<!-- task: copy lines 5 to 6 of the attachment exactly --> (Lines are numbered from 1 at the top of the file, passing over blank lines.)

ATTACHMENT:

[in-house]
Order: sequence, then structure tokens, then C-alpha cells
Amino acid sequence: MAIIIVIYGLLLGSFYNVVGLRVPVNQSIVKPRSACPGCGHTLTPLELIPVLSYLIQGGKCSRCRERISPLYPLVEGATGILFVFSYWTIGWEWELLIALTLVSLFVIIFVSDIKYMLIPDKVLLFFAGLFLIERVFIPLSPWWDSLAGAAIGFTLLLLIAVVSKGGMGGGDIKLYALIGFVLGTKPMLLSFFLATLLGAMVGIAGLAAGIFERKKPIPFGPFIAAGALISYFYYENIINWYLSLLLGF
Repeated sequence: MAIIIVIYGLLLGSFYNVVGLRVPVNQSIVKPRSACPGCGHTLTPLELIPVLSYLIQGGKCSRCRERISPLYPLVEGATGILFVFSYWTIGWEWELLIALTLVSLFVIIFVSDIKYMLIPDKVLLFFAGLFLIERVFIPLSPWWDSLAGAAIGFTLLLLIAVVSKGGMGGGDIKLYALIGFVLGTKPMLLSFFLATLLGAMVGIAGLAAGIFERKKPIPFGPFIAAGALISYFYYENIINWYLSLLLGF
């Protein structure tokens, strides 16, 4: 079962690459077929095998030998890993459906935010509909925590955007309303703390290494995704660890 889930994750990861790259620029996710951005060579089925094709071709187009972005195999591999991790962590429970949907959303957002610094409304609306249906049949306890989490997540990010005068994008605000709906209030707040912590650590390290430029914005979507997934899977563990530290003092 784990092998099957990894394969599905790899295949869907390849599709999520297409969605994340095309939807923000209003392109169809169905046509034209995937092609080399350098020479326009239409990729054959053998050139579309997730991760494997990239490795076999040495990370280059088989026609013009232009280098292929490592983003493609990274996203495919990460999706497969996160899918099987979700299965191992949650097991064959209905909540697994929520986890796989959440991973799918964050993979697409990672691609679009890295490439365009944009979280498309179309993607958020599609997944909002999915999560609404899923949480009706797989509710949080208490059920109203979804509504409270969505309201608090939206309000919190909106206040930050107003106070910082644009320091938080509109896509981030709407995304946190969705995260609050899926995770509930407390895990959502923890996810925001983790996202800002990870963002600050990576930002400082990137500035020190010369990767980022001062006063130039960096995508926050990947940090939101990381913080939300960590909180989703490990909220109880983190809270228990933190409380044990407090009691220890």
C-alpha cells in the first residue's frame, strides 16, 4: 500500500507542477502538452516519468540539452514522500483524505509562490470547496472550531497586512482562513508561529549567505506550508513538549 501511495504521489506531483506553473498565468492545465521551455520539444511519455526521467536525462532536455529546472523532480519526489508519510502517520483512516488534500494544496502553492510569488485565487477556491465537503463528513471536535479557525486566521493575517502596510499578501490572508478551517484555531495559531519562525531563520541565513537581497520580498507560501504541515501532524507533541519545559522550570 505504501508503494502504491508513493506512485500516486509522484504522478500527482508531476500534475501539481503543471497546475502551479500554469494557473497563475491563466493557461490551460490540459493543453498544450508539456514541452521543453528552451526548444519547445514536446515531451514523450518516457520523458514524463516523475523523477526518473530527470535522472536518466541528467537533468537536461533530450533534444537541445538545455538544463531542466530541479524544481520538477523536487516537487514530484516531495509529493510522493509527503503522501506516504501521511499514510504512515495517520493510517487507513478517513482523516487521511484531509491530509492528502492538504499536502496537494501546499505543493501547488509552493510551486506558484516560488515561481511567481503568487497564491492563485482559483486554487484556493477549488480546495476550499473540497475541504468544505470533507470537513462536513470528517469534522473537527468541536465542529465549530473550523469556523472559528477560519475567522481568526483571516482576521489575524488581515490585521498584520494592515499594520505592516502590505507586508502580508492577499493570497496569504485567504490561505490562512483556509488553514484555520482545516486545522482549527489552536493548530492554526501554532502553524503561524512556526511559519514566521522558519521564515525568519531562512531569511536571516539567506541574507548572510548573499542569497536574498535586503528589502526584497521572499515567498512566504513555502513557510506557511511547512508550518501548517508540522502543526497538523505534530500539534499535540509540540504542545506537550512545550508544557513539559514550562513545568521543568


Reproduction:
């Protein structure tokens, strides 16, 4: 079962690459077929095998030998890993459906935010509909925590955007309303703390290494995704660890 889930994750990861790259620029996710951005060579089925094709071709187009972005195999591999991790962590429970949907959303957002610094409304609306249906049949306890989490997540990010005068994008605000709906209030707040912590650590390290430029914005979507997934899977563990530290003092 784990092998099957990894394969599905790899295949869907390849599709999520297409969605994340095309939807923000209003392109169809169905046509034209995937092609080399350098020479326009239409990729054959053998050139579309997730991760494997990239490795076999040495990370280059088989026609013009232009280098292929490592983003493609990274996203495919990460999706497969996160899918099987979700299965191992949650097991064959209905909540697994929520986890796989959440991973799918964050993979697409990672691609679009890295490439365009944009979280498309179309993607958020599609997944909002999915999560609404899923949480009706797989509710949080208490059920109203979804509504409270969505309201608090939206309000919190909106206040930050107003106070910082644009320091938080509109896509981030709407995304946190969705995260609050899926995770509930407390895990959502923890996810925001983790996202800002990870963002600050990576930002400082990137500035020190010369990767980022001062006063130039960096995508926050990947940090939101990381913080939300960590909180989703490990909220109880983190809270228990933190409380044990407090009691220890």
C-alpha cells in the first residue's frame, strides 16, 4: 500500500507542477502538452516519468540539452514522500483524505509562490470547496472550531497586512482562513508561529549567505506550508513538549 501511495504521489506531483506553473498565468492545465521551455520539444511519455526521467536525462532536455529546472523532480519526489508519510502517520483512516488534500494544496502553492510569488485565487477556491465537503463528513471536535479557525486566521493575517502596510499578501490572508478551517484555531495559531519562525531563520541565513537581497520580498507560501504541515501532524507533541519545559522550570 505504501508503494502504491508513493506512485500516486509522484504522478500527482508531476500534475501539481503543471497546475502551479500554469494557473497563475491563466493557461490551460490540459493543453498544450508539456514541452521543453528552451526548444519547445514536446515531451514523450518516457520523458514524463516523475523523477526518473530527470535522472536518466541528467537533468537536461533530450533534444537541445538545455538544463531542466530541479524544481520538477523536487516537487514530484516531495509529493510522493509527503503522501506516504501521511499514510504512515495517520493510517487507513478517513482523516487521511484531509491530509492528502492538504499536502496537494501546499505543493501547488509552493510551486506558484516560488515561481511567481503568487497564491492563485482559483486554487484556493477549488480546495476550499473540497475541504468544505470533507470537513462536513470528517469534522473537527468541536465542529465549530473550523469556523472559528477560519475567522481568526483571516482576521489575524488581515490585521498584520494592515499594520505592516502590505507586508502580508492577499493570497496569504485567504490561505490562512483556509488553514484555520482545516486545522482549527489552536493548530492554526501554532502553524503561524512556526511559519514566521522558519521564515525568519531562512531569511536571516539567506541574507548572510548573499542569497536574498535586503528589502526584497521572499515567498512566504513555502513557510506557511511547512508550518501548517508540522502543526497538523505534530500539534499535540509540540504542545506537550512545550508544557513539559514550562513545568521543568